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Royan is a very pleasant seaside resort on France's Atlantic Coast. In the early to mid-20th century it was a very popular, and rather chic, place - Picasso stayed there in 1939-1940, and painted the then very smart Café des Bains. Alas, on 5 January 1945 this, as well as most of central Royan (and its inhabitants), succumbed to Allied bombing (the locals don't hold it against British or Americans, for complex reasons of French politics). The centre was rebuilt in the 1950s in the then approved modernist style, which among other things meant lots of concrete - not good for a seaside location, especially when some of the contractors cut corners by using salty sand from the beach. Still, although at first sight the centre is pretty anonymous, it's quite pleasant, and once out of the immediate centre there's a surprising mix of architecture, from 1890s villas to Le Corbusier houses.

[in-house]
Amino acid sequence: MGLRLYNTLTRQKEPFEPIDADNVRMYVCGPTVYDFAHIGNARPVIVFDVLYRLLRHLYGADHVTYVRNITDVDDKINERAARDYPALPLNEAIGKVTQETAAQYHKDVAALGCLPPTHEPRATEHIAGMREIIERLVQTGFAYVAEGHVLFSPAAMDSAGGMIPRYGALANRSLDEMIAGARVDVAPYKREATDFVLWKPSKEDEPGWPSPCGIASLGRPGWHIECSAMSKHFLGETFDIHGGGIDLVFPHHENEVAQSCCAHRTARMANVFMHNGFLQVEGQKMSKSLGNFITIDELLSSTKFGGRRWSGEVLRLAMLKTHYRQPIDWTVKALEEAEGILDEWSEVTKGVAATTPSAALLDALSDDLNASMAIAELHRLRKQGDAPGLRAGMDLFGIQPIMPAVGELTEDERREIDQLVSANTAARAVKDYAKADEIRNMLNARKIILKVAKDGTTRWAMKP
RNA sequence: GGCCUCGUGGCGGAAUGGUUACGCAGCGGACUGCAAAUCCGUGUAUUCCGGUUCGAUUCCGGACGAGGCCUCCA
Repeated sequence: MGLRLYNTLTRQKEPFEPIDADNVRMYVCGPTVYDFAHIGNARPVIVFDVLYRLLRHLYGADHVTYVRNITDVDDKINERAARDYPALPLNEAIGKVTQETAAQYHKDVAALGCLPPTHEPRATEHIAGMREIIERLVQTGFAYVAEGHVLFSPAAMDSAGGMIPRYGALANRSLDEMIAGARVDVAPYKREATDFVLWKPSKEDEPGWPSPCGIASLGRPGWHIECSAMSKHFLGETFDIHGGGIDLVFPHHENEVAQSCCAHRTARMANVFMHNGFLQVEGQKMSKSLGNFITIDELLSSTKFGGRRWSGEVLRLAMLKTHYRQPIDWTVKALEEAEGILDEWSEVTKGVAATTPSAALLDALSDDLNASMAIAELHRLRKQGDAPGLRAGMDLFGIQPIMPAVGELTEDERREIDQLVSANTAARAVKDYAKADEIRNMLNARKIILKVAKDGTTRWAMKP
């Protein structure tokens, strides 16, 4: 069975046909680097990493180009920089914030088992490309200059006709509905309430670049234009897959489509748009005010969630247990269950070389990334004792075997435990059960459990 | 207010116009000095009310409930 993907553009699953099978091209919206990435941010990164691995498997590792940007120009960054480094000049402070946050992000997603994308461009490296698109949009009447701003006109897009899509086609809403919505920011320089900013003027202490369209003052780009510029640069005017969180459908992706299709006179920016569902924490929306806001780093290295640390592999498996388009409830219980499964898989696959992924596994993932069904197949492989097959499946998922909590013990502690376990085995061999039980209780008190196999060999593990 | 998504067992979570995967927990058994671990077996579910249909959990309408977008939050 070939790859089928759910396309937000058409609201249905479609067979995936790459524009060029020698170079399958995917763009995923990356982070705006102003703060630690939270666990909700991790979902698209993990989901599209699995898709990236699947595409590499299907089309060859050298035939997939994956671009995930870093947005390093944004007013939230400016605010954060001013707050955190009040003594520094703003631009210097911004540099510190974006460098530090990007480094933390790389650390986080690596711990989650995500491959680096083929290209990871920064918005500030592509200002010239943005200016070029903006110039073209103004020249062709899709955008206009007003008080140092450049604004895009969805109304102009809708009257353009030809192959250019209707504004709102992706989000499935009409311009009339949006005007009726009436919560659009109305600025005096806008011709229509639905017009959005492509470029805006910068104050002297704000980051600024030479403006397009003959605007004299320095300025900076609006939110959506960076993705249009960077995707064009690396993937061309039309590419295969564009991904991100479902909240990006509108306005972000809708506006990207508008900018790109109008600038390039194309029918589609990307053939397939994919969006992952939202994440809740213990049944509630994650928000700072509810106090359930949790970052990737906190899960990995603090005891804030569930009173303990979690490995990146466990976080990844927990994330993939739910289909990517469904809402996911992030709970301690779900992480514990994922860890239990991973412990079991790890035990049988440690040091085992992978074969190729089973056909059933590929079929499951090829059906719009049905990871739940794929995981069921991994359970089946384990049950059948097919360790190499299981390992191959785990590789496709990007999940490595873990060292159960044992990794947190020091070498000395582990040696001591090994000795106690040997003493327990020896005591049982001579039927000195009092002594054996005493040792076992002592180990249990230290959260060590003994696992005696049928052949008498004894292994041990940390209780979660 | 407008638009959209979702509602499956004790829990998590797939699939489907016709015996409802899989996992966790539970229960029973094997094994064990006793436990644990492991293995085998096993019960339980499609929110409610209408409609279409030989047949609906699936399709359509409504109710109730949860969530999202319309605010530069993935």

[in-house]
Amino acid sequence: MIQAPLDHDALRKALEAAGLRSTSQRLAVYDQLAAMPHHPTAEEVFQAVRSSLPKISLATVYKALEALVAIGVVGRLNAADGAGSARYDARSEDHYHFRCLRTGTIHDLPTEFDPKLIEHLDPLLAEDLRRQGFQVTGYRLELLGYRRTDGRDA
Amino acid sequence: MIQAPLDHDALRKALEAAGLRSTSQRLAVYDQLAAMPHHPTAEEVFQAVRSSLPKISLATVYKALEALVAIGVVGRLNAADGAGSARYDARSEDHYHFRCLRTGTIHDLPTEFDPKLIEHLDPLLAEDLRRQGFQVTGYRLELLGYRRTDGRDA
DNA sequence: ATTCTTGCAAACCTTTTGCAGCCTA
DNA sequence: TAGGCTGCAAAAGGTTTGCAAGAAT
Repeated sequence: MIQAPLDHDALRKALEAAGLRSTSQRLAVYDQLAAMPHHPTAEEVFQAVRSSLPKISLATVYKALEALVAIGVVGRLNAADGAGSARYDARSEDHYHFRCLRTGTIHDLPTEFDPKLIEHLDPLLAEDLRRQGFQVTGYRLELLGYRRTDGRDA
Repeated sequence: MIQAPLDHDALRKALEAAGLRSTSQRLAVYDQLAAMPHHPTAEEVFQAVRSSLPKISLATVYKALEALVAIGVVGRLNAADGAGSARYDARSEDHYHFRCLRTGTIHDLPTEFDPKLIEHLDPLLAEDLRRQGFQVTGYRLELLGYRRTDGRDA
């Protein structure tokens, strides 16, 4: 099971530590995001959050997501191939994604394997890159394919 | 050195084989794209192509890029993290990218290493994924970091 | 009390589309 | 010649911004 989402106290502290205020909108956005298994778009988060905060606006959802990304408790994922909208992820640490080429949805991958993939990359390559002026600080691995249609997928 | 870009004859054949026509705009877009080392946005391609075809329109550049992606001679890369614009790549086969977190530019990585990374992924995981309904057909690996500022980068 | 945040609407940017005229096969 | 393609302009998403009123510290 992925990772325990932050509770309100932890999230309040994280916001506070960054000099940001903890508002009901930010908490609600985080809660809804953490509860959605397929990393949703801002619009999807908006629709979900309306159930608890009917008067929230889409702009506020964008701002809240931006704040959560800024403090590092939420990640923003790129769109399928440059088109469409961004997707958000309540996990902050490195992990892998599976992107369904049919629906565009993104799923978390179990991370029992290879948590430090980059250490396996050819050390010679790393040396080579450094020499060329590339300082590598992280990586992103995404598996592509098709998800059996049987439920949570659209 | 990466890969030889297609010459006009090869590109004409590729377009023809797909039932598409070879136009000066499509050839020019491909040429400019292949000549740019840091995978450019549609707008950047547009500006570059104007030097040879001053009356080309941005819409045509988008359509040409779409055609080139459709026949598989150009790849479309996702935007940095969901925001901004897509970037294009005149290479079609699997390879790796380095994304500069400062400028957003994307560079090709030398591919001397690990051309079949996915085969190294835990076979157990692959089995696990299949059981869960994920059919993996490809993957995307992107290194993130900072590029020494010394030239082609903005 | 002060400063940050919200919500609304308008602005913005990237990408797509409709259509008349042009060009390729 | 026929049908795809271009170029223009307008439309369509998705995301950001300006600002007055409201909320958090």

But you don't come to Royan for the architecture. Above all it's the beaches. Teenagers and twentysomethings will probably find it rather dull, but over-40s will appreciate it, and kids will think it's heaven - not so much for the main beach ( "La Grande Conche") as for the delightful little coves, perhaps Foncillon and Pontaillac, but mainly Conche du Chay et Conche du Pigionnier. All beaches are well supplied with excellent cafés. Although it's at the end of an estuary, and the water is sort of brown rather than blue and transparent, it's still lovely safe bathing territory, with cliffs that are just big enough to be challenging, while small enough to reassure mum and dad. There are also lots of rock pools for those who like investigating the smaller varieties of marine wildlife. Generally speaking, if you want a pleasant gentle seaside holiday, Royan takes some beating.
The tourist office (in French and English ) is at: http://www.ot-royan.fr/